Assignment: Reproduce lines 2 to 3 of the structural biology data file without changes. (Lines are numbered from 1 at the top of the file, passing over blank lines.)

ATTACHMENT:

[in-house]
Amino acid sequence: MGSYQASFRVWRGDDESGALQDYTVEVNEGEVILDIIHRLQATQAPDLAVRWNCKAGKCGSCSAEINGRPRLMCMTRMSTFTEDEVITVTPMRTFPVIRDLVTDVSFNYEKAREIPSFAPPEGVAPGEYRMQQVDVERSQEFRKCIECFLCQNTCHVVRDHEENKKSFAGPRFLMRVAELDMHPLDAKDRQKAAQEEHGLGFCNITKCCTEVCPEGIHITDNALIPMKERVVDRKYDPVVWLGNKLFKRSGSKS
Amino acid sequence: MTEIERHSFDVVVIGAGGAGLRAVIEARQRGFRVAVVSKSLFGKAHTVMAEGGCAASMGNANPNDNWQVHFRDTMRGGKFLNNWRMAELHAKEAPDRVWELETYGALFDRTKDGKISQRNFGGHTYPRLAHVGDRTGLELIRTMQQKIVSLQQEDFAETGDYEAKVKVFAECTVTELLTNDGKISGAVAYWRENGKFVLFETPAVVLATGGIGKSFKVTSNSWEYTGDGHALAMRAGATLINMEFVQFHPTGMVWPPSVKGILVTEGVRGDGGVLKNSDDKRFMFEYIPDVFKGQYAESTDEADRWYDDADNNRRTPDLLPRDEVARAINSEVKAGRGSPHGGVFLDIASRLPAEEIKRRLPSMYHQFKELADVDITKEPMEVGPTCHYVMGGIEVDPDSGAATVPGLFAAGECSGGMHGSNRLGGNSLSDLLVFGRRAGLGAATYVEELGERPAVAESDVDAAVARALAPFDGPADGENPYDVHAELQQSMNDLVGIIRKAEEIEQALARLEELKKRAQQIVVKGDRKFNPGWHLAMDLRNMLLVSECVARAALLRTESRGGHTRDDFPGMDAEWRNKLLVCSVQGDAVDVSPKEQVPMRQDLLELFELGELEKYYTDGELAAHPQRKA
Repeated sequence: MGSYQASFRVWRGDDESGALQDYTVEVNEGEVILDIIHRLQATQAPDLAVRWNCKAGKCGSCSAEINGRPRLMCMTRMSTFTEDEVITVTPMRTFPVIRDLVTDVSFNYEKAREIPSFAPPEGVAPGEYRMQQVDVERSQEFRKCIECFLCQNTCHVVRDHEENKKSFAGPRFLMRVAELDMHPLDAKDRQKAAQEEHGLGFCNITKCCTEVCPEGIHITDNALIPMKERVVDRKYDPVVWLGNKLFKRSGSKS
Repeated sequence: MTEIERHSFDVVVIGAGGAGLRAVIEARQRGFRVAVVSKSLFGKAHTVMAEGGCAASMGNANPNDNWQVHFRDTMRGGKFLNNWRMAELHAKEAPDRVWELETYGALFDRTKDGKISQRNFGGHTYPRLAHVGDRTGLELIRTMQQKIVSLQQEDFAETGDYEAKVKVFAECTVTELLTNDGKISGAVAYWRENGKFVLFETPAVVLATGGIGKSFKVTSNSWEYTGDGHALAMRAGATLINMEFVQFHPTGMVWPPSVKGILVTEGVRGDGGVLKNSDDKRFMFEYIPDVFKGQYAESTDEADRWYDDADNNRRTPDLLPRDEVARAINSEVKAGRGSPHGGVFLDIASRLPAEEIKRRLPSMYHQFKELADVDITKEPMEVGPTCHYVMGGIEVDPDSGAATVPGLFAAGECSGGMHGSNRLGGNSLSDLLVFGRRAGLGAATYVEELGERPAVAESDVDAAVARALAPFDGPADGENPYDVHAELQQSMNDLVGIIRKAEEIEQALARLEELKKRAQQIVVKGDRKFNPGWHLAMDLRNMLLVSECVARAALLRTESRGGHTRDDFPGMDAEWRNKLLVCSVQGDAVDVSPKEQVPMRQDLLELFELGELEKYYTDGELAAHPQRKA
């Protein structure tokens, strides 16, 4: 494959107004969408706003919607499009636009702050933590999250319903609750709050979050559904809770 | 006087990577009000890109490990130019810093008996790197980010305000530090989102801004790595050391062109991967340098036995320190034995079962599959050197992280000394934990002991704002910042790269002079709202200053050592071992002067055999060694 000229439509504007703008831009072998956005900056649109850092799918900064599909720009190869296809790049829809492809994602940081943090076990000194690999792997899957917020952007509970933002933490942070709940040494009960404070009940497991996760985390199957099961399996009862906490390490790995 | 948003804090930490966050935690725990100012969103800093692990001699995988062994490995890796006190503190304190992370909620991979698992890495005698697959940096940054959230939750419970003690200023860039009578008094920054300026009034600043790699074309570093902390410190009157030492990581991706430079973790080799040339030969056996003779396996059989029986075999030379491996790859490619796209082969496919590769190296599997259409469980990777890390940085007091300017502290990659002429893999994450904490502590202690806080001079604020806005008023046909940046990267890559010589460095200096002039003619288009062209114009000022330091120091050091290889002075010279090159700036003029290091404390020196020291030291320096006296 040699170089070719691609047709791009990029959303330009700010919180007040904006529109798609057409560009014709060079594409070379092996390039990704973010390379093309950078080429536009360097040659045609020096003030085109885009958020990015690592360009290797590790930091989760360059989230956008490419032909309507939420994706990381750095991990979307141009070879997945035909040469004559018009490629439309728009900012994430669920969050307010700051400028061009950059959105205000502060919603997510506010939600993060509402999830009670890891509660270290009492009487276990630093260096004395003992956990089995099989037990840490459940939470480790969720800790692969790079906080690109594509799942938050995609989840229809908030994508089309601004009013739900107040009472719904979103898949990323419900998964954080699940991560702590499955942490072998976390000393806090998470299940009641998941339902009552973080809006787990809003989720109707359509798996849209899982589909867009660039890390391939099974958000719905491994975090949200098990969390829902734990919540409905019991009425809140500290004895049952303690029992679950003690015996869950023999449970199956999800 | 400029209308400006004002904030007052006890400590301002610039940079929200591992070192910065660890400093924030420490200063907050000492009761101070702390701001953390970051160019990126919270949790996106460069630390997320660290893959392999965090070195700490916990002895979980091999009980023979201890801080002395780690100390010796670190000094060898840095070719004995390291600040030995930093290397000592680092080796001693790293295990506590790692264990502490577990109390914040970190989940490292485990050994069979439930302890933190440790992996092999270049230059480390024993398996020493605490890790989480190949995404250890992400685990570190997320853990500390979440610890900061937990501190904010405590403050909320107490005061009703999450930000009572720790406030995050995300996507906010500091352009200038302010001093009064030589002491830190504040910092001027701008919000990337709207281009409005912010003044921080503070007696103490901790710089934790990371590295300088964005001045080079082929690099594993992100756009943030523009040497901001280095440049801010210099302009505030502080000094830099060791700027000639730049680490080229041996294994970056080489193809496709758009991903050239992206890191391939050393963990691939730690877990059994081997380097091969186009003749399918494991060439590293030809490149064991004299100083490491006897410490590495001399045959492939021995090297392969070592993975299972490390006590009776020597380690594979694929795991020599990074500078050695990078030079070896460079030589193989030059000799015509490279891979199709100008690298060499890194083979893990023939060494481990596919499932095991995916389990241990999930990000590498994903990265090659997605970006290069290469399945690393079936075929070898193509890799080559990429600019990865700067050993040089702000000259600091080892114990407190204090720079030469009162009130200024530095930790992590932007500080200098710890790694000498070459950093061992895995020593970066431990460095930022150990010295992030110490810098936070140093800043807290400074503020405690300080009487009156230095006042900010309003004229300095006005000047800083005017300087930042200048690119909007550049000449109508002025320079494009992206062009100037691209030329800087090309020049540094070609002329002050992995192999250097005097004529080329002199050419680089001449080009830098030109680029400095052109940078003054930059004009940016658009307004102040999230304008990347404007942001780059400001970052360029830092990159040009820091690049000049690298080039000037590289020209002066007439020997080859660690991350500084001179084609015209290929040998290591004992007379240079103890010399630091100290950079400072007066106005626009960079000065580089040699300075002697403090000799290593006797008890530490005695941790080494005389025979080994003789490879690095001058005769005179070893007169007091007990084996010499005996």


Amino acid sequence: MGSYQASFRVWRGDDESGALQDYTVEVNEGEVILDIIHRLQATQAPDLAVRWNCKAGKCGSCSAEINGRPRLMCMTRMSTFTEDEVITVTPMRTFPVIRDLVTDVSFNYEKAREIPSFAPPEGVAPGEYRMQQVDVERSQEFRKCIECFLCQNTCHVVRDHEENKKSFAGPRFLMRVAELDMHPLDAKDRQKAAQEEHGLGFCNITKCCTEVCPEGIHITDNALIPMKERVVDRKYDPVVWLGNKLFKRSGSKS
Amino acid sequence: MTEIERHSFDVVVIGAGGAGLRAVIEARQRGFRVAVVSKSLFGKAHTVMAEGGCAASMGNANPNDNWQVHFRDTMRGGKFLNNWRMAELHAKEAPDRVWELETYGALFDRTKDGKISQRNFGGHTYPRLAHVGDRTGLELIRTMQQKIVSLQQEDFAETGDYEAKVKVFAECTVTELLTNDGKISGAVAYWRENGKFVLFETPAVVLATGGIGKSFKVTSNSWEYTGDGHALAMRAGATLINMEFVQFHPTGMVWPPSVKGILVTEGVRGDGGVLKNSDDKRFMFEYIPDVFKGQYAESTDEADRWYDDADNNRRTPDLLPRDEVARAINSEVKAGRGSPHGGVFLDIASRLPAEEIKRRLPSMYHQFKELADVDITKEPMEVGPTCHYVMGGIEVDPDSGAATVPGLFAAGECSGGMHGSNRLGGNSLSDLLVFGRRAGLGAATYVEELGERPAVAESDVDAAVARALAPFDGPADGENPYDVHAELQQSMNDLVGIIRKAEEIEQALARLEELKKRAQQIVVKGDRKFNPGWHLAMDLRNMLLVSECVARAALLRTESRGGHTRDDFPGMDAEWRNKLLVCSVQGDAVDVSPKEQVPMRQDLLELFELGELEKYYTDGELAAHPQRKA